in another class, and then change the code to use that class which would be difficult.

After some googling I found about the GNU ld “-wrap” parameter.

From `man 1 ld`:

--wrap symbol
Use a wrapper function for symbol. Any undefined reference to
symbol will be resolved to "__wrap_symbol".

Any undefined reference to "__real_symbol" will be
resolved to symbol.

So I put up a little test, made out of two files:
malloc_wrapper.c and test_ld_wrap.c

/* malloc_wrapper.c */
#include <stdio.h>
void *__real_malloc (int);

void * __wrap_malloc (size_t c)
	void *lptr = __real_malloc(size);
	printf("@ %s:[%p] + %p %#x\n", program_invocation_short_name, __builtin_return_address(0), lptr, size );
	return lptr;
/* test_ld_wrap.c */
#include <stdio.h>
int main()

Putting the whole thing together

gcc -c malloc_wrapper.c
gcc -c test_ld_wrap.c
gcc -Wl,-wrap,malloc test_ld_wrap.o malloc_wrapper.o

Running the test will yield:

~/mine> ./a.out
malloc called with 1

Yey, success!

I prefer this method on architectures where LD_PRELOAD is not available,
and this usually happens in the Embedded world.
You will have to recompile your application though.
This parameter can be used either for testing or for memory leak detection, when the C library doesn’t provide
support. ( see `man 3 mtrace` for GNU libc).

[1] http://mockpp.sourceforge.net/

One good reason I ditched ruby for python

I had a small stuff to do test IPsec with lots of selectors. I thought I might be binding 50k ports and poll them for connections.
I though I’d go for Ruby since everyone praise it as intuitive. I’ve used it before at my testing work and I thought this might be a good
occasion to see how it evolved.

Soon I got in the limit of how many file descriptors select() can watch, that is 1024. That also crashed ruby1.8.7.
Further more, I wasn’t able to find official documentation about detecting EOF(end of file) while doing a recvfrom_nonblock().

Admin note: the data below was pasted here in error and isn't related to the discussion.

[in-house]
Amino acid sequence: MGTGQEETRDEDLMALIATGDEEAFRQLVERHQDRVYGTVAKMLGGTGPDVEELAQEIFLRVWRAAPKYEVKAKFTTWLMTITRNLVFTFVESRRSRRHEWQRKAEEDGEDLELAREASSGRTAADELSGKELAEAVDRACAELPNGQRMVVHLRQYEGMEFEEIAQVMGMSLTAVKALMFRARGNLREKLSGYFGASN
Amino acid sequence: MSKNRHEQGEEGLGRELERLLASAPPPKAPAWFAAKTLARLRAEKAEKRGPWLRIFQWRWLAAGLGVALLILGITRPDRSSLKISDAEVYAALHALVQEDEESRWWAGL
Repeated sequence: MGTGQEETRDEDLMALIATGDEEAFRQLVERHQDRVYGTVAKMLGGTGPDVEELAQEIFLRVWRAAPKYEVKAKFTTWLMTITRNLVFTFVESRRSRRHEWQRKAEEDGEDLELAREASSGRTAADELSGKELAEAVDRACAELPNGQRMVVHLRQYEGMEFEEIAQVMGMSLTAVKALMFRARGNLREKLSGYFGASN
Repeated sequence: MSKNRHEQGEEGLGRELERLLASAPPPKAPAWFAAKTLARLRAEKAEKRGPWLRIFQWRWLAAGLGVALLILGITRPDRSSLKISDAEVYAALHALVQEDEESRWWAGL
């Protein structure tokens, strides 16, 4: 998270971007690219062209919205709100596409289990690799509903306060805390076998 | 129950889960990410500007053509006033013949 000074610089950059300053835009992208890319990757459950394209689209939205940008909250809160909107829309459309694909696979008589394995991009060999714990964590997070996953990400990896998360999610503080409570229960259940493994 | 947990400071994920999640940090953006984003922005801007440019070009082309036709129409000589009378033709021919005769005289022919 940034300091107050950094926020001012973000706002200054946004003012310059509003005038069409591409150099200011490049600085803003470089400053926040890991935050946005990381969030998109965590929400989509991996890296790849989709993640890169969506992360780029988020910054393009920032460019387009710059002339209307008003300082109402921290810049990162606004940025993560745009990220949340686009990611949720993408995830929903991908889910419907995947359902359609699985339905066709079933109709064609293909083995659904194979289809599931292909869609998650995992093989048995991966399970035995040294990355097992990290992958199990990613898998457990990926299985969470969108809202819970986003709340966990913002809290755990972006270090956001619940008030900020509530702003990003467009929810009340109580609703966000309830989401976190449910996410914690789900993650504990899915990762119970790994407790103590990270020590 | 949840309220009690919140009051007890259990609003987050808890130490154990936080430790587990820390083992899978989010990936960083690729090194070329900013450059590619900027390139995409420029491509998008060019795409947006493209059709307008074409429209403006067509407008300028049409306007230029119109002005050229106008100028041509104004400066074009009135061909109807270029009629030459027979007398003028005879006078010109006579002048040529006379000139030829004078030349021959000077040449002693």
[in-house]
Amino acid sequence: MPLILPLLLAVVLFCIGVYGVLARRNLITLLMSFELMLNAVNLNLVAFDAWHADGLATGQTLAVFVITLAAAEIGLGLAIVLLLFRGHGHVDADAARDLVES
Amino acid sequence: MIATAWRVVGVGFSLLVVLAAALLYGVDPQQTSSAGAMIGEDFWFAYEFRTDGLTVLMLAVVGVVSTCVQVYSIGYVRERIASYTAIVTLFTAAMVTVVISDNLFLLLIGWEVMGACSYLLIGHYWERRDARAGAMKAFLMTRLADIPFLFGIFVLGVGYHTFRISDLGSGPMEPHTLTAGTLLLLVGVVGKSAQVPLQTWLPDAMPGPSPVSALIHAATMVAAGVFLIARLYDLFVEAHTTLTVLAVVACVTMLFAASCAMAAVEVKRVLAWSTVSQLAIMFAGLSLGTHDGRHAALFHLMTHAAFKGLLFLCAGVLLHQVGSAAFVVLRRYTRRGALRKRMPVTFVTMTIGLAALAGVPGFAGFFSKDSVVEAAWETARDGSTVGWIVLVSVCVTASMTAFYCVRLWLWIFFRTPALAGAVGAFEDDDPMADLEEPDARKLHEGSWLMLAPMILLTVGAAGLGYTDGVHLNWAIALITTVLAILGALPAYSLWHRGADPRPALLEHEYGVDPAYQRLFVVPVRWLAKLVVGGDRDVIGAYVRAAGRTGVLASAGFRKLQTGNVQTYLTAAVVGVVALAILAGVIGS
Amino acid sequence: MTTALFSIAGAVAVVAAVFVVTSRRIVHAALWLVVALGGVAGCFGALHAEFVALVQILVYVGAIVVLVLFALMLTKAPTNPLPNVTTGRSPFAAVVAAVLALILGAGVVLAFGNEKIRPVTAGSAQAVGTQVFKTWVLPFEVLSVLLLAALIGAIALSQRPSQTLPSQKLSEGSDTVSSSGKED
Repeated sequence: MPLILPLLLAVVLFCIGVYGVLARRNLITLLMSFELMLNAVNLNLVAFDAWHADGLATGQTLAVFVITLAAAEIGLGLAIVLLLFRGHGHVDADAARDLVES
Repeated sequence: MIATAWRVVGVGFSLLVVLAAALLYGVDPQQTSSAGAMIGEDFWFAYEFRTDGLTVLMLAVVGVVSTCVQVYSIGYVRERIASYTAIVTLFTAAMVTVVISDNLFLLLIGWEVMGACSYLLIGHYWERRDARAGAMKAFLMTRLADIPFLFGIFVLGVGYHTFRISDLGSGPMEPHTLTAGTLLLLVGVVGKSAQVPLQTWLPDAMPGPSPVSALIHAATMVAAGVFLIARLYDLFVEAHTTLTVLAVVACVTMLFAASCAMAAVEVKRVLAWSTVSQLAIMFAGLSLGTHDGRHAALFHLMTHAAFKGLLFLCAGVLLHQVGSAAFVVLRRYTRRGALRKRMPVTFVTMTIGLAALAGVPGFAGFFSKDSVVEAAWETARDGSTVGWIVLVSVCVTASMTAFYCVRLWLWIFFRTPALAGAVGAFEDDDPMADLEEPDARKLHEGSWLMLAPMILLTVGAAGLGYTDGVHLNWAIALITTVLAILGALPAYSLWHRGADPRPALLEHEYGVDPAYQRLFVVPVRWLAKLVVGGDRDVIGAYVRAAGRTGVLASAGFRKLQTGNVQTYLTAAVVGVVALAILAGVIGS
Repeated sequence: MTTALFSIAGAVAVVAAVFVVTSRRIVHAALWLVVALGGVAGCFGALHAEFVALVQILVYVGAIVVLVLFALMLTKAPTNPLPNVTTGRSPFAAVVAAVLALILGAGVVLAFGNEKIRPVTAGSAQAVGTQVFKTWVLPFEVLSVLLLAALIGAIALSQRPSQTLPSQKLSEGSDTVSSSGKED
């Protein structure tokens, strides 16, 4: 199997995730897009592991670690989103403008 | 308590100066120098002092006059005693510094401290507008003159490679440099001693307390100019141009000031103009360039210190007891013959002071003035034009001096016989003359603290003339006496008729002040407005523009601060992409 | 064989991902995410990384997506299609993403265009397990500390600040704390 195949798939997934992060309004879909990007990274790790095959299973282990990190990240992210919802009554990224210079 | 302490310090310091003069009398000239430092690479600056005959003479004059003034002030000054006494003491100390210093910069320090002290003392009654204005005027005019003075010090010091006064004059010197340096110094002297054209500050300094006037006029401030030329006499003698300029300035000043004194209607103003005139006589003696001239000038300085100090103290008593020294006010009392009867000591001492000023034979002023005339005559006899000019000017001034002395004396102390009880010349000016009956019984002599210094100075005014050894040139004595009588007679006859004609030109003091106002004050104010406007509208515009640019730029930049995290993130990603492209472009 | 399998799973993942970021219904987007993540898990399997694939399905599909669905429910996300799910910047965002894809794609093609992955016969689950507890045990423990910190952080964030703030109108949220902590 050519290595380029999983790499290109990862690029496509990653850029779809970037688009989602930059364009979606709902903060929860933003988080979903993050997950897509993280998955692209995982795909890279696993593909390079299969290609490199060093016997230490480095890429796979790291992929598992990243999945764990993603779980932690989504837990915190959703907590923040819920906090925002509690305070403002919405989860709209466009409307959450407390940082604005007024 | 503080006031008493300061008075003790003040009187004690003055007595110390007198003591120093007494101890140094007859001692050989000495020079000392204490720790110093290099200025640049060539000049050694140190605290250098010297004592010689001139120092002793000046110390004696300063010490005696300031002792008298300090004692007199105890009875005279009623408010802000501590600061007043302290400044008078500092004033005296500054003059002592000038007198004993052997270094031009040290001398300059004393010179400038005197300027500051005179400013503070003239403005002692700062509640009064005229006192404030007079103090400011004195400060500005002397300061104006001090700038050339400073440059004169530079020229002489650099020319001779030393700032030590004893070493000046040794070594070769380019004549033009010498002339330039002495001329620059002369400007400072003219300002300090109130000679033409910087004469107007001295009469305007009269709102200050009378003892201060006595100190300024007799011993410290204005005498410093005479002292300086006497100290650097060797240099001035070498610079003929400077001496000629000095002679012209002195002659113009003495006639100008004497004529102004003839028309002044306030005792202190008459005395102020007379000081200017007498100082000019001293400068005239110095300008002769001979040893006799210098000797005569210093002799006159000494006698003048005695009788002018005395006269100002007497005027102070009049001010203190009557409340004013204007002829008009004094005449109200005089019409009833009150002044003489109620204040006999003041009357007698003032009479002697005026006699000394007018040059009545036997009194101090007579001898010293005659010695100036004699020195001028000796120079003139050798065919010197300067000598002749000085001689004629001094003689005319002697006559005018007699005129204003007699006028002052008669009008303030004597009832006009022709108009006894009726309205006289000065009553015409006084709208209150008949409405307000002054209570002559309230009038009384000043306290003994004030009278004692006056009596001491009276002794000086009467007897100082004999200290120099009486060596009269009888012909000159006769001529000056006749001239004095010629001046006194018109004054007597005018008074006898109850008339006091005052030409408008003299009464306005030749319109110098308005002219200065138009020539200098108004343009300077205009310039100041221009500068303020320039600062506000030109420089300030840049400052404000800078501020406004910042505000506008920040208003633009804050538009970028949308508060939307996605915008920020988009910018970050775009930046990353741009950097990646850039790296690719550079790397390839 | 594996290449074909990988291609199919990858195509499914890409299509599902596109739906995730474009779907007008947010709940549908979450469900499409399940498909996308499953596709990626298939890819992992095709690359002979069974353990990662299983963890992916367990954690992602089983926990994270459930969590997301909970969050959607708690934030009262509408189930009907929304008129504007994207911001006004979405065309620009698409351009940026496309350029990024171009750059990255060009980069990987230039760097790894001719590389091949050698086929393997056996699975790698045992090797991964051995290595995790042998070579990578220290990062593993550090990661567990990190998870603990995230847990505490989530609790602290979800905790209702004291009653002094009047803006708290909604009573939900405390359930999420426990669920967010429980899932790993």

You have to go around stackoverflow to find similar questions.

Then I though that python might do better. One search on google was enough to see that python implements epoll. Hooray..!!!

It seems to me that ruby is just some toy language, good for learning how to program OOP style, which should be dropped when doing
performance critical or reliable projects.

Comic 1

Indexed man pages

why not index ,somehow, the Unix man pages ?

I googled a bit and found swish.

It’s a neat tool, that can index mp3(id3), html/xml, mail, rtf, latex and (drum roll please) manual pages(nroff).
So I installed it on my ubuntu:

sudo apt-get install swish++

then made up a quick config.
NOTE: run as user to avoid any problems.

cd ~
cp /usr/share/doc/swish++/examples/swish++.conf.gz .
gunzip swish++.conf.gz
mkdir /tmp/tmpswish/
joe swish++.conf

Now, be sure to uncomment the lines

 95 IncludeMeta             author bugs caveats description diagnostics environment
 96 IncludeMeta             errors examples exit-status files history name notes
 97 IncludeMeta             options return-value see-also synopsis warnings
194 FilterFile *.bz2        bunzip2 -c %f > @%F
195 FilterFile *.gz         gunzip -c %f > /tmp/tmpswish/@%B
196 FilterFile *.Z          uncompress -c %f > @%F
222 IncludeFile Man *.[1-9n] *.[1-9][a-z]
index++   -e "man:*.gz" /usr/share/man
index++   -e "man:*" /tmp/tmpswish
rm -rf /tmp/tmpswish

now, let’s search for SO_REUSEADDR

user ~ > search++ SO_REUSEADDR
# results: 3
99 /tmp/tmpswish//socket.7 18753 socket.7
57 /tmp/tmpswish//ip.7 28366 ip - Linux IPv4 protocol implementation
6 /tmp/tmpswish//smb.conf.5 287447 smb.conf.5

All you have to do now, is
 man 7 socket